Ellis County Sheriff's Office website

Welcome to the Ellis County Sheriff's Office website. This is another avenue, for me as your Sheriff, to help keep you informed of what is happening in your County and YOUR Sheriff's Office. Please visit the site often for updates.

 

Mission

The mission of the Ellis County Sheriff’s Office is to provide professional law enforcement services to citizens and visitors of Ellis County. This Office will strive to enforce the law and maintain order in a fair and impartial manner.

The Sheriff and his Deputies recognize that no law enforcement agency can operate at its maximum potential without supportive input from the citizens it serves. This Office actively solicits and encourages the cooperation of all citizens to reduce criminal activity and within legal limits, to assist in bringing to justice those that prey on the person and property of others.

 

Message from the Sheriff

When you elected me as your Sheriff I promised a new philosophy for the office and changes that would enhance county law enforcement services to you. This website is just one example of the updating we are doing. It is my goal for you to be able to learn of the services available and to provide contact information should you need help from the Sheriff's Office.

Since taking office in 2009 and with the help of Ellis County citizens, we have reduced major crime in Ellis County by 55 percent (figures reported through 2013). Your Sheriff's Office has the only active narcotics unit in the county to attack local drug issues. We have more marked units on the county roads and highways, have initiated an air wing, marine unit, opened up 288 more beds in the jail, started charging inmates a co-pay for medical services, have put more inmates out on county roads picking up trash and started a vegetable garden (worked by inmates), to name a few. And we have done all this with the same budget the retired sheriff had in 2008.

Come by and visit. Let me know you are coming and I will have hot coffee or iced tea ready for you. My direct office number is 972-825-4901.

 

Sheriff Johnny Brown swears in new Deputy


ELLIS COUNTY SHERIFF’S OFFICE

Johnny Brown, Sheriff

FOR IMMEDIATE RELEASE:

Sheriff Johnny Brown swears in new Deputy

Waxahachie, Texas – Nov. 16, 2014

Ellis County Sheriff Johnny Brown recently swore in James Chad Raney as a Deputy Sheriff. His prior service includes working as a reserve peace officer with Ellis County Constable Pct. 2 Office. He will be assigned to the Patrol Division.


Media contact: Jo Ann Livingston

This e-mail address is being protected from spambots. You need JavaScript enabled to view it

 

Text to 9-1-1 services expanded


ELLIS COUNTY SHERIFF’S OFFICE

Johnny Brown, Sheriff

FOR IMMEDIATE RELEASE:

Text to 9-1-1 services expanded

Waxahachie, Texas – Nov. 16, 2014

Ellis County residents now have the ability to send emergency text messages to 9-1-1 at the Ellis County Sheriff’s Office Communications Division via any of the four major cellular telephone providers. AT&T and Sprint recently implemented the service, joining T-Mobile and Verizon Wireless, which were set up earlier this year.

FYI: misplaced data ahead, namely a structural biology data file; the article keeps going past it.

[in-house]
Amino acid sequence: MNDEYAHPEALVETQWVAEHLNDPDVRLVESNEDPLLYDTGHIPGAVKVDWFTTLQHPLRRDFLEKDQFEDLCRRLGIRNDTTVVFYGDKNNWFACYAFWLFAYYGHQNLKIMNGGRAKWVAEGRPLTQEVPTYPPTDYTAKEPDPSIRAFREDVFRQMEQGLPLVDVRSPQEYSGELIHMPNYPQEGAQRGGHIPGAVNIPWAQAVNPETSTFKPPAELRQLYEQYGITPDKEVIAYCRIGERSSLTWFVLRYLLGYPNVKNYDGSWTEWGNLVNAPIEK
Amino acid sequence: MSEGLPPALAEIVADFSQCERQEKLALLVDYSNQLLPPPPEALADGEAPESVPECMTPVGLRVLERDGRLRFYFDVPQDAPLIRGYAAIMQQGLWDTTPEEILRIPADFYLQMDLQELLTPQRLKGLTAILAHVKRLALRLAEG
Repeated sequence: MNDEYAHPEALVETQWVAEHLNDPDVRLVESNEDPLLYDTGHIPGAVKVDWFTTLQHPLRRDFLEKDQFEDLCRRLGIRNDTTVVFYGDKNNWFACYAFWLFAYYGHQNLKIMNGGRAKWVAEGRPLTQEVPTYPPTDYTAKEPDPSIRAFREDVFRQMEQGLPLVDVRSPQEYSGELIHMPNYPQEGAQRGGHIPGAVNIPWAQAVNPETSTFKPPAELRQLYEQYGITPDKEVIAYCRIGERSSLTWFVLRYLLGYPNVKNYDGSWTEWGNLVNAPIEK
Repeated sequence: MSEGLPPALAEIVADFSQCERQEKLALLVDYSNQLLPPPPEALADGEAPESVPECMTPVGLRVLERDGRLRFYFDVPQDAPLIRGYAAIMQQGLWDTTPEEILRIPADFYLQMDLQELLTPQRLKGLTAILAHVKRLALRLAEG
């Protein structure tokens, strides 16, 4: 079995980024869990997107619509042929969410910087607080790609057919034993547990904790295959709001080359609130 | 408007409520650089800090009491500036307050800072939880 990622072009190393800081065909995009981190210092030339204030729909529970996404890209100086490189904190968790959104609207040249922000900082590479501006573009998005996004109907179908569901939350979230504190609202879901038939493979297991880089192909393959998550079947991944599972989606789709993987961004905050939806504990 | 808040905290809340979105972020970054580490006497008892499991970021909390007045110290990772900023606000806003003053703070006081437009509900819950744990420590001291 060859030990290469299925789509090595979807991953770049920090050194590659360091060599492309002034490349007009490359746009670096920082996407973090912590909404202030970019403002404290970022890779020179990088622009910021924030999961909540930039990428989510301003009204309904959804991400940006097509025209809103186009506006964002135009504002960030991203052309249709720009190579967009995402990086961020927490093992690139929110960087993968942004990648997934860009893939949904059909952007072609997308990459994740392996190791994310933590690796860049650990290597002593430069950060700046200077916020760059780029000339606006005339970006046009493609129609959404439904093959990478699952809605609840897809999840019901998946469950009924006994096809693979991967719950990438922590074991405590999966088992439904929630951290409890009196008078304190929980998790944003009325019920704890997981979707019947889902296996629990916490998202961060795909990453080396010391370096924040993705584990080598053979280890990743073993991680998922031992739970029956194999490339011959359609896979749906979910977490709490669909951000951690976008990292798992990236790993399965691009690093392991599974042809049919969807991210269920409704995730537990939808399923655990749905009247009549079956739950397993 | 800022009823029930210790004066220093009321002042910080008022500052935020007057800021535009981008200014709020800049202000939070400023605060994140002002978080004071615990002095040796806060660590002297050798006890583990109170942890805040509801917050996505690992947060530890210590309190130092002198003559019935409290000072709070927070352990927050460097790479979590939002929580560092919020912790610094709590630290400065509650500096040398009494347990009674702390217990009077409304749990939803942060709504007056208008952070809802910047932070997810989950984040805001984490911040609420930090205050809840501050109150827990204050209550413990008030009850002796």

Text to 9-1-1 is for emergency use only and anyone using this service is asked to follow these guidelines: 

• Call if you can, text if you can’t

• Know your location and be ready to type it in – Text to 9-1-1 does NOT provide a location to dispatchers

• Include the nature of the emergency

• Be ready to type in what help you need

• Text in plain, simple language – do NOT use abbreviations or slang

• Do NOT text and drive – pull over to a safe location and stop your vehicle before texting

Authorities anticipate the Text to 9-1-1 service will be utilized when people are unable to speak or unable to make a voice call. To send an emergency text message, do so via the texting function on a cellular telephone. Type 9-1-1 in the recipient field, compose the message and hit send.

This service is expected to allow the deaf, hard of hearing and or speech-impaired communities direct access to 9-1-1 services. It also will allow people involved in a mass incident – where cellular telephone service is tied up due to the emergency – to send a text message.

Additional uses could include circumstances such as an active shooting, domestic disturbance, home invasion or abduction – and also where a person’s safety would be compromised if a voice call were made to 9-1-1.

It does take longer when communicating with 9-1-1 via text messages and people are asked to call first, if at all possible. If the texter is in an area where the Text to 9-1-1 service is not available, a “bounce back” message will notify the texter that he or she will have to make a voice call to reach 9-1-1.

The effort to establish Text to 9-1-1 is being coordinated with the North Central Texas Council of Governments. For more information, visit online at www.thenew911.org.

 

Media contact: Jo Ann Livingston

This e-mail address is being protected from spambots. You need JavaScript enabled to view it

 
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